Topics: Law, Justice, Ethics Pages: 3 (1041 words) Published: November 8, 2011
Yuran Liu
English 1A
Professor Wills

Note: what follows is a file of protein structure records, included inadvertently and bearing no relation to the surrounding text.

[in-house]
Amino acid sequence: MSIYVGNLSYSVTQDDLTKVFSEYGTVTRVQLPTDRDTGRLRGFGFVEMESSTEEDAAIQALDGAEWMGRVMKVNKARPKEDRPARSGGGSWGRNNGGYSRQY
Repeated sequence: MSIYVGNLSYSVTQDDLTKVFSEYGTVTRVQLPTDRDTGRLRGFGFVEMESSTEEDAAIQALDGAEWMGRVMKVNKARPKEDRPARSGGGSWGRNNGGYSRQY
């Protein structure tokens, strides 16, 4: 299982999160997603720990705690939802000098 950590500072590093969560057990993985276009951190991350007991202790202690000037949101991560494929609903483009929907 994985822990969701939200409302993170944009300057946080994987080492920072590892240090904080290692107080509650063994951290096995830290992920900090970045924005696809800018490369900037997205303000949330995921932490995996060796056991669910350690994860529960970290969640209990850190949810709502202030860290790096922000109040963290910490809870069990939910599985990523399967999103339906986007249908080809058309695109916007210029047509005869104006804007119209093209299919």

The Statue of Lady Justice is often placed in front of a courthouse. Lady Justice has often been described wearing a blindfold and holding a scale and a sword. The blindfold represents that justice is measured without favor or identity. The balance represents fairness and equality. The sword represents punishment. Lady Justice symbolizes that all people are equal in the eyes of the law. Some people wonder what is justice and who makes the laws of justice. People develop their concept of justice according to their cultural influences and personal experiences which help them to form their concepts on what is right and wrong. In order to perform a just law everyone should be equal. In John Rawls “A Theory of Justice” he said that “The principles of justice are chosen behind a veil of ignorance.” (pg 238) The fundamental element of justice is equality and fairness. The Statue of Lady Justice cannot see who is being justified; therefore, she is justifying everyone equally. In order to justify a person’s action, fairness and equality must be placed as the primary factors. Fairness is an element of justice but justice is not only fairness. Fairness is more like a rubric of what is right and wrong based on the situation. For example, James brings a birthday cake to school to share with his 12 classmates. The teacher will divide the cake into 13 equal size pieces for each one of the students, including James. The way of dividing the cake into 13 equal pieces is a form of justice. The teacher is like wearing a blindfold and treating every student the same. On the other hand, the teacher can also slice on bigger piece first for James, since it is his birthday and then divide the cake into 12 equal size pieces for the other 12 classmates. The action of giving James a bigger piece is a way of fairness because James is the birthday boy. Fairness justifies the situation with a different scale by favoring someone, but justice...
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